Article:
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Wednesday, 5 July 2017

The Curious Incident of the Dog in the Night Time, Birmingham Hippodrome.

Photo Credit: BrinkhoffMögenburg

The Curious Incident of the Dog in the Night Time UK Tour. 
Birmingham Hippodrome, Birmingham


★★

Mark Haddon's best selling novel and now award winning production, The Curious Incident of the Dog in the Night Time is currently on it's UK and Ireland tour. I'm quite confident in that like other book lovers the novel itself contained a lot of originality, humour and compassion towards a teenager's experiences with Asperger's Syndrome. Condensing the popular novel into a 2 hour 30 minute production is in itself a big ask but with the help of The National Theatre, admired for their many performances in the past, is something which will captivate the imagination of its audiences into an experience of a mind like many, only experienced by themselves. We follow fifteen year old, Christopher with an autistic spectrum condition as he undertakes the mystery of who killed his neighbour Mrs Shears' dog, everyone is under his radar and he's determined to get the answer he's after.

He records all of the facts in a book, logging all of the details in his mystery. Christopher has an extraordinary brain, he's brilliant at maths but ill-equipped and unable to interpret everyday life like anyone else his age. Christopher has never ventured alone beyond the end of his road, he isn't comfortable with being touched and doesn't trust strangers. His detective work, which we soon see is forbidden by his father, will take him on a daunting journey with his pet rat Toby that will upturn his world.


Photo Credit: BrinkhoffMögenburg

Christopher played by Scott Reid is comforting, he manages to posses the small traits with real understanding and sensitivity towards the condition. There was moments that were unbearably thought provoking in the moments of distress as he kneels with his face on the ground and moans, but also moments of awe as he showcases the courage and brilliance in his character too. It was clear that he had really thought about he wanted to portray a young boy struggling to make sense of his surroundings and the relationships intertwined into his life. What he does have is Siobhan (Lucianne McEvoy) his teacher who is the encouraging and fearless voice that Christopher needs to translate and help make understanding of  the world around him. Her comforting voice from various spots in the theatre throughout the play were really enlightening.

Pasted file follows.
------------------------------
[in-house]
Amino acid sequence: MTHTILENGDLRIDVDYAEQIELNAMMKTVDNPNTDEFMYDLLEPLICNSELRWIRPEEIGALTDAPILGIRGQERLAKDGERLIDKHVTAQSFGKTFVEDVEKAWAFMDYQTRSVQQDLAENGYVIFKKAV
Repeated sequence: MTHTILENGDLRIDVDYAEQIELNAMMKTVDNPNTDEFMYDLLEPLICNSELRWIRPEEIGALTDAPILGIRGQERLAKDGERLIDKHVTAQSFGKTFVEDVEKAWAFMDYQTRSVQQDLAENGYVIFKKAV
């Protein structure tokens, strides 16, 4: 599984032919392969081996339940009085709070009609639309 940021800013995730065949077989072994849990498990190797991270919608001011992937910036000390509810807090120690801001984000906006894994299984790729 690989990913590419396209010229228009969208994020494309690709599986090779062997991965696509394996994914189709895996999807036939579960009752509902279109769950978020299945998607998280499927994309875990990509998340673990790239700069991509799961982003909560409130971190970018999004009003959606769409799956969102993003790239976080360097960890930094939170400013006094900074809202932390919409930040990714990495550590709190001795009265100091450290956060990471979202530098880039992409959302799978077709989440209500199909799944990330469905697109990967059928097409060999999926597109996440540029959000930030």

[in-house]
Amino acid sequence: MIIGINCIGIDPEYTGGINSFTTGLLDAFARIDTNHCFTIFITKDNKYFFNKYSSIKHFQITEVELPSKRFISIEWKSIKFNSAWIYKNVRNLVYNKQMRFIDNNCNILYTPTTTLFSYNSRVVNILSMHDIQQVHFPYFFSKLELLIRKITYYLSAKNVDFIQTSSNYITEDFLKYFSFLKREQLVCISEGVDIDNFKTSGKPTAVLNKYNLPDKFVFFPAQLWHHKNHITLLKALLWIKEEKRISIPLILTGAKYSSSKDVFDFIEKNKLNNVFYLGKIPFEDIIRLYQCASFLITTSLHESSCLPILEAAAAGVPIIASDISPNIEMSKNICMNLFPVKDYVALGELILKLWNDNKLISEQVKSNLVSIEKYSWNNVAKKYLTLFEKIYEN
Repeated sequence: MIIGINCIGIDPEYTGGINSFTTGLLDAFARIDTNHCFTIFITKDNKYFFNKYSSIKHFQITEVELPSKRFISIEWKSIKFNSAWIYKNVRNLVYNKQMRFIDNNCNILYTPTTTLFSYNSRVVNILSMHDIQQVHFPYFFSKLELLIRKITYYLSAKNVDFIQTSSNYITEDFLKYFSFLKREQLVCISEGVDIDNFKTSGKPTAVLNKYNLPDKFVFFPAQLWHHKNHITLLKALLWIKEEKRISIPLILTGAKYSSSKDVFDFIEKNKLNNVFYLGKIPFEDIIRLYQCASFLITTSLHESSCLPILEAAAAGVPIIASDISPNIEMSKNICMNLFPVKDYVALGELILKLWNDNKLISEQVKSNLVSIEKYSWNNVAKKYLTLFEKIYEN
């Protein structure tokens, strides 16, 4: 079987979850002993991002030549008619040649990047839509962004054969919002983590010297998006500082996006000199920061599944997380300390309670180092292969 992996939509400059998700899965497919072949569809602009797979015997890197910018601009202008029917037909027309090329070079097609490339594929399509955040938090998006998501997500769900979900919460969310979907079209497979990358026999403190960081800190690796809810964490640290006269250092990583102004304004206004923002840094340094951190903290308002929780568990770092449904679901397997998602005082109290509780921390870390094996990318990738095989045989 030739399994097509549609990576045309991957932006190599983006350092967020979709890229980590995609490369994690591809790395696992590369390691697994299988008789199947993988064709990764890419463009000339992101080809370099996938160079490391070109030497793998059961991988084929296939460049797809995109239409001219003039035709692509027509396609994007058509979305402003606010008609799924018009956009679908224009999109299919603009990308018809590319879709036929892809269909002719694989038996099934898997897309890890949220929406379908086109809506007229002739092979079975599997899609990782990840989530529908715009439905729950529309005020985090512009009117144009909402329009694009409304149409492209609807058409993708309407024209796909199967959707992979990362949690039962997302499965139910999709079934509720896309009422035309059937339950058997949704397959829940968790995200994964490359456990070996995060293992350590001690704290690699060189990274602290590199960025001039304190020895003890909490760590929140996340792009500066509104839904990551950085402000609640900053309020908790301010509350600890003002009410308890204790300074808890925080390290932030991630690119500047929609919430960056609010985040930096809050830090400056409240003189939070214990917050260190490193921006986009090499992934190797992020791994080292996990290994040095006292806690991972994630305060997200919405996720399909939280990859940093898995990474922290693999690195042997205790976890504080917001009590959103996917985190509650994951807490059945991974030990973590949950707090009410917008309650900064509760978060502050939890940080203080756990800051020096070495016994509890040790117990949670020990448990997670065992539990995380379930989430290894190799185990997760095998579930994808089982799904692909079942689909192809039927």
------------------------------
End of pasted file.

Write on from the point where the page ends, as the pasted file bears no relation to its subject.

The set design for the production is next to none, with a black canvas becoming a versatile playground that is transformed into different locations and key images with the help of some projections. The many scenes and atmospheres it was creating really enhanced the production, as well as the small boxes used to create different props. Your imagination was really required for this production to make sense of, I absolutely loved seeing how a white box could be transformed in seconds by the actors. We also witnessed Christopher transform the performance space floor into a model village unlike no other in a matter of moments and speed. 

The movement and transition through the scenes was flawless and the actors all had a part to play in creating those scenes. The choreographic elements were really poignant to the story too, helping to create that layer of imagination for various scenes again. There was a definite theatrical feel for the play whilst also maintaining its loyalty to the storyline. 

The cast are a collective of excellent and often supporting brilliance, there's some gorgeous work from the sorrow of the father (David Michaels who loves his son dearly but is hurt by him terribly. But it's definitely Scott Reid's raw and real performance that really takes the evening away. 

I feel like the performance overall gave me a new found understanding of the autistic spectrum, the challenges and triumphs experienced by people who live in a world like that portrayed by Christopher's character. It's a performance that will lift your spirits up to the ceiling but also pulls your heart strings right down to the floor. This performance shows the true importance of just understanding a little more about those around us. I loved the performance and would definitely see it again!

thanks for reading,
*I was gifted this ticket in exchange for a review, but all words and opinions are my own.

4 comments:

  1. I loved the set of the Curious Incident play :) I think that's what made it for me, you could really focus in on the character's personalities.

    eleanor
    elleanorwears.com

    ReplyDelete
    Replies
    1. Yeah definitely, it's such a imaginative set, really draws your attention in! :) xx

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  2. I read the book and would love to see the stage play!! I've not read it for years so if I went, everything would be a surprise :) x

    www.gollymissholly.uk

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    Replies
    1. It's a really good book isn't it? Yeah the element of surprise is always good so I definitely think you'd enjoy it :) xx

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